Undoing The Damage That Supplemental Kerosene Heat Has Done To Your Home

Winter is finally coming to an end, so it's time to undo all of the damage that the season has done to your home. If you've been using a kerosene heater or two to supplement your furnace, you're going to have quite a bit of wiping and washing to do. Here, you'll find a few tips that'll help you wash away the film that's coating everything in your home and advice to help you eliminate the need for that kerosene heater next year.

Cleaning the Soot and Film off of Hard Surfaces

You will need a few things to get this job done right –

  • Trisodium phosphate
  • Bleach
  • Bucket
  • Water
  • Rubber Gloves
  • Sponge
  • Towels
  • Drop Cloths

Fill a bucket with 2 gallons of water. Mix 12 tablespoons of trisodium phosphate and 2 cups of bleach into the water. Stir it well until everything is combined. Fill a second bucket with cool water.

Dip the sponge into the mixture and wring it out somewhat – you don't want to drip all over the place, but you want the sponge wet enough that you won't have to dip it again after just a wipe or two. Scrub the surface well. Use a clean cloth in the rinse water to rinse the surface. Replace the water when it becomes discolored.

Place fans around the room for ventilation and to expedite the drying time.

Cleaning Soft Surfaces

To get the film and soot out of soft surfaces, like furniture and carpeting, you'll need some baking soda. Sprinkle the baking soda over the surface and use a dry bristled brush to rub it in. The baking soda will break down the film and make it possible to vacuum it away.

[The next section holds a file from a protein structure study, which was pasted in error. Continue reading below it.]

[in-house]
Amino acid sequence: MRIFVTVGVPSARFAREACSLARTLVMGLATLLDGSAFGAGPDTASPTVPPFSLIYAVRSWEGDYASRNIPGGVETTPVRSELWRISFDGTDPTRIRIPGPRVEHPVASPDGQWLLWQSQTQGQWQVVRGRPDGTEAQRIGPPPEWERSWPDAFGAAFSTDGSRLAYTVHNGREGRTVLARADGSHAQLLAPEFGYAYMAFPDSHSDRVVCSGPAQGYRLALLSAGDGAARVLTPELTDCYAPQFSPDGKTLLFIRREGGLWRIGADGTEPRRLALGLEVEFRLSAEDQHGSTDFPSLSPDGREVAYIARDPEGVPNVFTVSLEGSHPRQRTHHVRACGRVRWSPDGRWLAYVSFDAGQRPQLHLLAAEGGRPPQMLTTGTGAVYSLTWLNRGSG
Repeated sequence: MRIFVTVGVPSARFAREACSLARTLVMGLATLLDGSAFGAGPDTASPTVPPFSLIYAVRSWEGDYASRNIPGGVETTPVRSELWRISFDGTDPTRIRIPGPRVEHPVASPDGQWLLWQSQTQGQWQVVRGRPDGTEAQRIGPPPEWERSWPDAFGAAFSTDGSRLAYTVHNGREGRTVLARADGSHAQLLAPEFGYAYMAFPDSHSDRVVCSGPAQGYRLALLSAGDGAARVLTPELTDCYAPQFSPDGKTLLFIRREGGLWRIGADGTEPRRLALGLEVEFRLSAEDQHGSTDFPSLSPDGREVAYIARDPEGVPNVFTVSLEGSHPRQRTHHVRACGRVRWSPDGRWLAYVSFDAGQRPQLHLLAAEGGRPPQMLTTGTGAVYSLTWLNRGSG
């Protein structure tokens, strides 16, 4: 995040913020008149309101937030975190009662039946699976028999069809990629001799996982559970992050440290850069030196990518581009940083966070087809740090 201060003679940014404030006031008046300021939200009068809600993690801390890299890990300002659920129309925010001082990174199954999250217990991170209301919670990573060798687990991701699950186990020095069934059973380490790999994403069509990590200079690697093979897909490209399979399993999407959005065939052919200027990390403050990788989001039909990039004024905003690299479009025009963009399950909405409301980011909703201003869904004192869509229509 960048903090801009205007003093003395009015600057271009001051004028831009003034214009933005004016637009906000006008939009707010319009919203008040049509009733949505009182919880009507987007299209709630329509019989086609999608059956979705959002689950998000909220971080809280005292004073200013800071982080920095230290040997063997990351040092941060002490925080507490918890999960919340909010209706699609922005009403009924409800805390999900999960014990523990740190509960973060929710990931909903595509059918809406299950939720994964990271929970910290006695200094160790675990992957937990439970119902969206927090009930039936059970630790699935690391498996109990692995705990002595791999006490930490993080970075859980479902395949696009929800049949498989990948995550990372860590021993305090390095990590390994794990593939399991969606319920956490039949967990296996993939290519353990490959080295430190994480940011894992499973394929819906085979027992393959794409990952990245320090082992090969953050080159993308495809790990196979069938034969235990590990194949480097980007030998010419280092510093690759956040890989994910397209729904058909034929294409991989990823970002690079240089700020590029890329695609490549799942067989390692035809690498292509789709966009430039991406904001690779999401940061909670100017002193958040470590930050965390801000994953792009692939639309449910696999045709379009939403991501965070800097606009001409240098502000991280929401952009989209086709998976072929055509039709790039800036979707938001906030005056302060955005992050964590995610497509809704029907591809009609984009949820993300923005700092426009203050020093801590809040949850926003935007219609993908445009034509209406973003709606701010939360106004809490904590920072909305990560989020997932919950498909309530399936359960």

For soot stains that require moisture to remove, you'll need some white vinegar. Apply the vinegar to a clean cloth and blot the area until it comes clean. If that doesn't work, pick up a bottle of dry-cleaning solvent and apply it to a clean cloth – blot the area – this should remove any remaining stains.

Eliminate the Need for Supplemental Heat

Wouldn't it be nice if you didn't have to lug around that heavy kerosene tank during the winter? Well, the furnace in your home shouldn't need any supplemental help – it should produce enough heat to keep your entire home comfortable.

If not, contact your local HVAC repair technician. He or she will take a look at the system, as well as your home, and make recommendations that may include window repair, insulation work and possibly upgrading your heating and cooling system.

Don't put yourself through all of the unnecessary work that comes with using a kerosene heater. Visit a heating maintenance service like Robison Air to start making a plan for next winter.